Europe South Asia Asia Pacific Americas Middle East Africa BBC Homepage World Service Education
BBC Homepagelow graphics version | feedback | help
BBC News Online
 You are in: Talking Point
Front Page 
UK Politics 
Talking Point 
In Depth 

Tuesday, 16 January, 2001, 10:51 GMT
Kumbh Mela: Your experiences
Kumbh Mela - Would you go?
It is being described as the biggest festival in the world - the Kumbh Mela has officially begun in the northern Indian city of Allahabad.

The Kumbh Mela, or Grand Pitcher Festival, takes place every 12 years and this year about 65 million people are expected to make their way to the Ganges river to purify their sins.

This year's festival coincides with the beginning of the new millennium in the Western calendar, making it even more auspicious for the pilgrims.

Have you been to the festival? Was it worthwhile; or more spectacle than spiritual?

This debate is now closed. Read a selection of your comments below.

Your reaction

Kumbh Festival is no doubt a great event for Indians as well as foreigners. We have witnessed the event in the past and it will be on in future also. The holy dip in river Ganges is some thing that no Hindu ever wants to miss. It is believed that after taking a bath in the Ganges one becomes sacred and innocent as a new-born child. But belief is just a belief. The Ganges is now so polluted that taking bath or even just a dip is quite dangerous. I just want to tell the people through this media that we should come forward and force the officials to take some major steps and make the holy river clean, pure and sacred as it was some 200 years back. This will be the best sacrifice from all of us.
Najam-uz-Zaman, India

Yes, I was fortunate to attend the last one in 1989. I did not bathe in the water but I enjoyed the inspiring atmosphere. It is sad to see celebrities and others commercialising this event.
Rob, UK

One person's morality is not necessarily the same as another person's

Arvind, UK
I can't believe the comments of Carman from the USA. This person obviously knows nothing about Hinduism when referring to 'those men flashing their private parts in public is so disgusting'. This person fails to realise that one person's morality is not necessarily the same as another person's. We are born naked after all. After all it says in the Bible 'Judge not lest ye be judged yourself'.
Arvind, UK

As regards comments on cleanliness and the strange sights of naked men, the reason why such sadhus do not dress up, or cover themselves in ashes is that it is to signify to God that they are above the need for material desires and only want spiritual satisfaction (salvation from reincarnation). This is the strong message of Hinduism.

No. I have not yet come across any example where one has come back from a dip at the Kumbh Mela, a reformed and changed person. The concept of washing away sins, as claimed by many doesn't really make sense, unless it is accompanied by an inner urge to commit no more of them, but that is normally not the case. Hence, I feel that a visit to the Kumbh Mela would be worthwhile only when one makes a firm resolve to listen to his inner voice only - otherwise it would mean just another pleasure trip.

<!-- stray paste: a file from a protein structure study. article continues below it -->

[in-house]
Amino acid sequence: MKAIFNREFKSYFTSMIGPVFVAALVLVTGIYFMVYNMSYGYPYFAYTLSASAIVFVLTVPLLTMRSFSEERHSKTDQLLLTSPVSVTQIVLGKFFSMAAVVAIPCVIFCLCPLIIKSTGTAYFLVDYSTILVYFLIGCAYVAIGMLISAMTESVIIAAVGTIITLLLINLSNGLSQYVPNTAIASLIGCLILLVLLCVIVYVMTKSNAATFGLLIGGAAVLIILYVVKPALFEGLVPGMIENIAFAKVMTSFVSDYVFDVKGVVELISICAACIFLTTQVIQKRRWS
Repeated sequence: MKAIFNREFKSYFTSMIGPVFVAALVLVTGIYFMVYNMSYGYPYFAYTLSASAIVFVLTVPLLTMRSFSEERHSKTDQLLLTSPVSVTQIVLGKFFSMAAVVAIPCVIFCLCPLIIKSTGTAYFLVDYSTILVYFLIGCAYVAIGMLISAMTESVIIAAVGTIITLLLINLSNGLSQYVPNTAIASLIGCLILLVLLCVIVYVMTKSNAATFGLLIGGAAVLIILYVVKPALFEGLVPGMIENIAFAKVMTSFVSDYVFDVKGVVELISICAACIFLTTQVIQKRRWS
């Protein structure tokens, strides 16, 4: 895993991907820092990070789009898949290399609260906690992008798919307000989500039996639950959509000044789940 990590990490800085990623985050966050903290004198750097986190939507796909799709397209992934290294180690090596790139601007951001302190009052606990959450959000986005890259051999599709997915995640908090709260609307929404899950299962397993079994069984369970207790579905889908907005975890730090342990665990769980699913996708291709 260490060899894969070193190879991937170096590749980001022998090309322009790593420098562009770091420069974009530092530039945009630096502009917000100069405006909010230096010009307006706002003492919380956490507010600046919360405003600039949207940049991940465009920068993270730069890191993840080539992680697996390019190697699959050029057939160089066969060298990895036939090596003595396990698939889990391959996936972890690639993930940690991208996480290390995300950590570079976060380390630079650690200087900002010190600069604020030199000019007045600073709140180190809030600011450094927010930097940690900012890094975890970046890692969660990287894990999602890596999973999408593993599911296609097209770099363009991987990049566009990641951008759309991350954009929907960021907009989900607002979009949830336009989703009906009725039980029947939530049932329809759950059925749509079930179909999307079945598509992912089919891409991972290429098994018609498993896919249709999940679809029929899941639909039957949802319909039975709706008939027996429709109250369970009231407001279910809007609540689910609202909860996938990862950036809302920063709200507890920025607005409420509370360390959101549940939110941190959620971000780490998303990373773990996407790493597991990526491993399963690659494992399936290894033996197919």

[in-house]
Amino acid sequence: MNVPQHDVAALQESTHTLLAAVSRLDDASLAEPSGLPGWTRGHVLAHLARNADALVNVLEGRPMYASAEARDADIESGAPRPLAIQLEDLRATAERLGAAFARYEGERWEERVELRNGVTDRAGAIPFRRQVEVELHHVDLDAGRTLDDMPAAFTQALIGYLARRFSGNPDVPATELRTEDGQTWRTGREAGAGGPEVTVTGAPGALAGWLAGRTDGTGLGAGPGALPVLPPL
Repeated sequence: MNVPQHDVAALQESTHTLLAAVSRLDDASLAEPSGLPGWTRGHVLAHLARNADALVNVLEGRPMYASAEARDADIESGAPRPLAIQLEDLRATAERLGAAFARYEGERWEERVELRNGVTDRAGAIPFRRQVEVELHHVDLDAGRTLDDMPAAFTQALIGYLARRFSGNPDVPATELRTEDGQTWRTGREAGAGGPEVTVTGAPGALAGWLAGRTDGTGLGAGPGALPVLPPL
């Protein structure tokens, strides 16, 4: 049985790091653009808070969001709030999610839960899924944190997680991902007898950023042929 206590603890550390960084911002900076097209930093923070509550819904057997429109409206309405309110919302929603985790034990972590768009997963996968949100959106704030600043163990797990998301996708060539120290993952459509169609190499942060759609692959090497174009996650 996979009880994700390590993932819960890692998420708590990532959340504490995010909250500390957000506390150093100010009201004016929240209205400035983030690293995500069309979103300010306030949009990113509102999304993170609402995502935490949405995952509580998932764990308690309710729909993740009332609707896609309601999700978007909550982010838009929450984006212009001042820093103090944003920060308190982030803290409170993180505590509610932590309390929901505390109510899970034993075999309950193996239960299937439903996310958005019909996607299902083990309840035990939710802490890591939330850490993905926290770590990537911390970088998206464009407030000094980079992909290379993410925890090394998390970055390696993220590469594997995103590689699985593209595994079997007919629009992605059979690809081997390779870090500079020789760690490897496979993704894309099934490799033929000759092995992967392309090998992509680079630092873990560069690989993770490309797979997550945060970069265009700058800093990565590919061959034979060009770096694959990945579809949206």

AG, India

"Home sweet home", that's were I belong

Jennifer Gleeson, England/UK
I honestly think that going to this Mela would be very weird indeed. I don't know how anyone else feels but the idea of jumping into the water with at least a couple of million people puts me off. What about all the pollution the River carries? Does that mean a couple billion/infinitive germs added to the water? No way, I strongly believe the Mela is not for me.
"Home sweet home", that's were I belong.
Jennifer Gleeson, England/UK

This whole Mela seems like a big GERM! How can people even think about going into the Ganges River which is polluted with god knows what? And all those men flashing their private parts in public is so disgusting! What kind of celebration is this?
Camran, USA

The Kumbh Mela is a huge event which has serious religious significance for many. To me, purely from an intellectual perspective the Mela has great appeal because it condones a spartan and ascetic lifestyle which is in stark contrast to the mindless trap of consumerism that we seem to be caught in. The media, unfortunately, is zooming in on random expressions of Hindu fundamentalism and missing the real point.
Deepali Srivastava, USA

Let people follow their own paths

Srimal, India
Why does a ritual always become something that everyone has to comment on? It is just a ritual that some people go through to fulfil their beliefs. It does not have to put in a tainted light at all. People who want to visit should do so, people who do not should just let the other people do what they want to do in peace. It is not war - it is something spiritual - let people follow their own paths.
Srimal, India

Its all about faith. That faith which brings 65 million people together to celebrate and invites the rest of the world to rejoice with them is unique to Hinduism. "The world is one family" is the message which has been propagated since before Christ by Hindus, but is only now being appreciated in many parts of the world and still not appreciated by many in the world. Please don't glamorise it - it is just a way of life in the myriad ways of life on this planet.
Vivek Manchanda, US/India

The essence of every religion has been teachings - teachings of the way a society should be so as to provide all humans with the best living conditions and peace. But be it Hinduism, Islam or whatever, the interest of the religious elite has always been in making religion just rituals without either they or their followers often knowing what the religion truly asks from them. They would be doing all they can just for the rituals and yet spending their lives totally contrary to the principles of that very religion. To go for a religion which is based on the caste system and human inequality - what a waste of time and resources and defying logic altogether.